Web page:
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Now that PHP has true object-oriented capabilities, it's best practice to access databases using PDO (PHP Data Objects) and MySQLi. These methods produce database-neutral code that works with over a dozen systems, including MySQL, SQL Server, PostgreSQL, and SQLite. Learn how to use PDO and MySQLi to perform basic select, insert, update, and delete operations; improve security with prepared statements; and use transactions to execute multiple queries simultaneously. Author David Powers also covers advanced topics like instantiating custom objects, and compares PDO to MySQLi so you can decide which method is right for you.
With MySQL Improved, you can create an instance of a custom class and initialize the object's properties with values from a database result. However, you need to be aware that MySQLi sets the objects properties before calling the class's constructor method. The following example shows how it works. This is car.ID, which you can find in the ch07 > 07_05 folder of the exercise files, along with the other files that will be used in this video.
Car.php contains the definition for a custom PHP class called car. The Constructor method takes a single argument, the car's ID, which is then used to set the car ID property. Four other properties are set to default values in the constructor. The class uses the magic set and get methods to set and get the values of properties that don't have their own setter and getter methods. And down at the bottom, the definition of the magic toString returns HTML that displays the objects properties and their values.
So let's use this to create an instance of the car class. Open mysqli_class.php. This contains the database connection and the definition of the car class. Then it fetches the details of a car using its ID and stores the result as result. To instantiate a custom object from the database result, the result set must be stored as a MySQLi result object. That's why I've used the query method here.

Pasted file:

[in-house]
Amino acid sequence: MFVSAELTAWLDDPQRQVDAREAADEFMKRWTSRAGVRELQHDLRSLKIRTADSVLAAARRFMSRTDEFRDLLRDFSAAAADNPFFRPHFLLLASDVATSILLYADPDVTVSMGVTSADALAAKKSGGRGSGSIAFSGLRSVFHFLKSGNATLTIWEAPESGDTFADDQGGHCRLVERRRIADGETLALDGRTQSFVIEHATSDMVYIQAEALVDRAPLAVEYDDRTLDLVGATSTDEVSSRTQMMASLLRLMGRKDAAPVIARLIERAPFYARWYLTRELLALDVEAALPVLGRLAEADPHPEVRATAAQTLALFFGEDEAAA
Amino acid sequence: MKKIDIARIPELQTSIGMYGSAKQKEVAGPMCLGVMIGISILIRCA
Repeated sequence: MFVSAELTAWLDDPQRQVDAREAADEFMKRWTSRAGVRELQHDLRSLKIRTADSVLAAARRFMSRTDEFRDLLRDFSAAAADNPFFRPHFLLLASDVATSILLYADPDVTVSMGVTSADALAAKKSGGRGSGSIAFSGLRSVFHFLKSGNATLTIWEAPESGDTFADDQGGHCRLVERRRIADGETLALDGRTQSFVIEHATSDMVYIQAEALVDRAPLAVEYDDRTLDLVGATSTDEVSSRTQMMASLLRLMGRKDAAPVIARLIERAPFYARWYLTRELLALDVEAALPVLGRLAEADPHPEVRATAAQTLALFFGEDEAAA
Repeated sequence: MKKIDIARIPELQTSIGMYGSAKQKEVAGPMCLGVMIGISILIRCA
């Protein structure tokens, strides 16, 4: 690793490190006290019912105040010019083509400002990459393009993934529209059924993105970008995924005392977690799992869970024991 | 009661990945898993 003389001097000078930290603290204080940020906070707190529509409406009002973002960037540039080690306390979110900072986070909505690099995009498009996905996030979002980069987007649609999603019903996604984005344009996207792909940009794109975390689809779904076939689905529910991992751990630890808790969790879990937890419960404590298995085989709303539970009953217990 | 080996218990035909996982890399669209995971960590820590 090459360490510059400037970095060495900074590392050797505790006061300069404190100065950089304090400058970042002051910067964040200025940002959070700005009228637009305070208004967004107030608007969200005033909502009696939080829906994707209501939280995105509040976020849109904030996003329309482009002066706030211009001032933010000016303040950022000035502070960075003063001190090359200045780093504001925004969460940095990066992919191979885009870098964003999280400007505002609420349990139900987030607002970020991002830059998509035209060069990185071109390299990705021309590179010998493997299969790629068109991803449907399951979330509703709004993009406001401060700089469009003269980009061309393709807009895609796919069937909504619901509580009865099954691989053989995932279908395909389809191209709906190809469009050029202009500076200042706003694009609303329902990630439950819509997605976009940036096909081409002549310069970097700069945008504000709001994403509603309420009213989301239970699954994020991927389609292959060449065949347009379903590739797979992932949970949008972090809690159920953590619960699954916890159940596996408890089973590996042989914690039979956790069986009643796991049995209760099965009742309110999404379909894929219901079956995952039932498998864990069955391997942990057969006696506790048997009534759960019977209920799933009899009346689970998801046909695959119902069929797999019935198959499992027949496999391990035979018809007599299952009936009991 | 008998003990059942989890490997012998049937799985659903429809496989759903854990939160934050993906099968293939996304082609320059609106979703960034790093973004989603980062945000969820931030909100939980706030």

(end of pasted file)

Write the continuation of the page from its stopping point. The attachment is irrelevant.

So let's create our custom object, we'll call it car. Then we use the result object and we call it fetch_object_ method. And the first argument to fetch object is a string which is the name of the custom class. The second argument, which is optional, is an array of arguments to be passed to the constructor. In this case, we've got only one argument that needs to be passed. So, we have an array with a single element in it, which is car_ID. The class is magic to string method.
Displays all of the object properties and values so we can use echo to inspect our new object. And if we save that page and load it into a browser. We get the correct car ID but make is unknown, mileage is not registered. And this is the problem with the fetch object method. MySQLi uses the values drawn from the database to set the object's properties and then calls the constructor. As a result, the default values in the constructor overwrite the values from the database, and there's nothing you can do about it other than get rid of default values.
So, if we go back to our code, and to the car definition. Scroll up to the constructor. If we comment out these default properties, and save that page, then go back to the browser and reload. The values from the database are used to populate the property values. Unfortunately, there's currently no way to get the fetch object method to call the constructor first. So, if you're working with objects that have default values in the constructor, you should use PDO as described in chapter 4 rather than MySQLi.
The fetch object method works only with a my SQLI result object. If you're working with a prepared statement, let's just take a little quick look at that. Mysqli_class_stmp.php. This uses a prepared statement. Then on line 18, the get_result method is used to store the result as a MySQLi result object. The fetch object method won't work directly on a statement. So that's how you create a custom object and set it's properties using a database result with MySQLi.
The main limitation is that the fetch object method calls the class constructor after setting the values. As a result, any default values overwrite those drawn from the database.
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